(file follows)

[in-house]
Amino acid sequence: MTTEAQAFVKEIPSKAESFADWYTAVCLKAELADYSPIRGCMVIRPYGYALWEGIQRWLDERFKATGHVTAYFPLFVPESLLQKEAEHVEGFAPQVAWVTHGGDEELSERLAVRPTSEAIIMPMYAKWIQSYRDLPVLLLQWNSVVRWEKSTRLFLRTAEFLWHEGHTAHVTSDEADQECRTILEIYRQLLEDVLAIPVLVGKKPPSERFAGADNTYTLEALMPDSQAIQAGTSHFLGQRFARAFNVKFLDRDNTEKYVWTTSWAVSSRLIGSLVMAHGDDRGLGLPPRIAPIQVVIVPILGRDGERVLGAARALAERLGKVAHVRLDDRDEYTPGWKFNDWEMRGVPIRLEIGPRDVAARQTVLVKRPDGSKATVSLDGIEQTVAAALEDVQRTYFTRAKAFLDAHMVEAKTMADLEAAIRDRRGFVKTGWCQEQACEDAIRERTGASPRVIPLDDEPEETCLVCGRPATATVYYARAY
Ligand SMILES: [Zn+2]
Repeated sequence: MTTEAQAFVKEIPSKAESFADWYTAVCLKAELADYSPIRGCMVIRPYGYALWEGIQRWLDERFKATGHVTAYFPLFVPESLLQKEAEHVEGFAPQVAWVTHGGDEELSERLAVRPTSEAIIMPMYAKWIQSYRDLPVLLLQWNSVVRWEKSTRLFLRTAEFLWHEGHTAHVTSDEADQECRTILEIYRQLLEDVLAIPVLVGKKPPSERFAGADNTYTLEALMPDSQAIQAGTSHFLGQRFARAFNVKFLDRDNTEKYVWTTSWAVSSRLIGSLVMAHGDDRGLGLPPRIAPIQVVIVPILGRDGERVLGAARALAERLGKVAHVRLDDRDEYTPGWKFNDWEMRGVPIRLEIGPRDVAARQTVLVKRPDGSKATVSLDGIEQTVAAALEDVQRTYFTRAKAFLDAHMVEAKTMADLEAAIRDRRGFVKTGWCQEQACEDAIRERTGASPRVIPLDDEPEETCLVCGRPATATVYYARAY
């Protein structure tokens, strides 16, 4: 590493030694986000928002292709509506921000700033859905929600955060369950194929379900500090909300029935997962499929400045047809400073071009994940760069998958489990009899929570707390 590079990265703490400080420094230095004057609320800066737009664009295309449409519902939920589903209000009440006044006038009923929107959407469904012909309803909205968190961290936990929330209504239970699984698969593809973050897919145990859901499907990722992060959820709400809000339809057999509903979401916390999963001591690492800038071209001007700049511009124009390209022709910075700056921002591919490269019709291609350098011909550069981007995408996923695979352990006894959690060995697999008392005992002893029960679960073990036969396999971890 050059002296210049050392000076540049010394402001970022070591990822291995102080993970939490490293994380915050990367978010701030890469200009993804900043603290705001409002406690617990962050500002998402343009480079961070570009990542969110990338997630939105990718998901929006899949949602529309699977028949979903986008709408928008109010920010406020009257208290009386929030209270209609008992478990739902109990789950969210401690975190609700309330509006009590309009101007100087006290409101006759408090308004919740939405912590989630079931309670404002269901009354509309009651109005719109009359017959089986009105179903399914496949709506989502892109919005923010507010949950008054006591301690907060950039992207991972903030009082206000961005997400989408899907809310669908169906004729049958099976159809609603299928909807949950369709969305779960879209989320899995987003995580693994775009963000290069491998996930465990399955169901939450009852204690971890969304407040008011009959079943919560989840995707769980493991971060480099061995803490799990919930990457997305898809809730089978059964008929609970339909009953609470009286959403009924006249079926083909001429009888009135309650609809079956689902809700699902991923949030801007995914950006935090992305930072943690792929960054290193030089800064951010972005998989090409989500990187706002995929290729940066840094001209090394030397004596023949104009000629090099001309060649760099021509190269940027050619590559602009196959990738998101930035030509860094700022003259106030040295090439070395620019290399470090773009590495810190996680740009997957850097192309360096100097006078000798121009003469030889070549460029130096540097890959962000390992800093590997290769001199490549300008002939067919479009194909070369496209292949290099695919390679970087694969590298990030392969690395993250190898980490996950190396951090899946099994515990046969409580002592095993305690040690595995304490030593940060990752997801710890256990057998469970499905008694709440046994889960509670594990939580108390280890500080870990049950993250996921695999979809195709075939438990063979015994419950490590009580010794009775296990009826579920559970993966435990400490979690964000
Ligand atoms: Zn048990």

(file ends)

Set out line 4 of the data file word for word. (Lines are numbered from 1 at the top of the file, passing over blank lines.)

Repeated sequence: MTTEAQAFVKEIPSKAESFADWYTAVCLKAELADYSPIRGCMVIRPYGYALWEGIQRWLDERFKATGHVTAYFPLFVPESLLQKEAEHVEGFAPQVAWVTHGGDEELSERLAVRPTSEAIIMPMYAKWIQSYRDLPVLLLQWNSVVRWEKSTRLFLRTAEFLWHEGHTAHVTSDEADQECRTILEIYRQLLEDVLAIPVLVGKKPPSERFAGADNTYTLEALMPDSQAIQAGTSHFLGQRFARAFNVKFLDRDNTEKYVWTTSWAVSSRLIGSLVMAHGDDRGLGLPPRIAPIQVVIVPILGRDGERVLGAARALAERLGKVAHVRLDDRDEYTPGWKFNDWEMRGVPIRLEIGPRDVAARQTVLVKRPDGSKATVSLDGIEQTVAAALEDVQRTYFTRAKAFLDAHMVEAKTMADLEAAIRDRRGFVKTGWCQEQACEDAIRERTGASPRVIPLDDEPEETCLVCGRPATATVYYARAY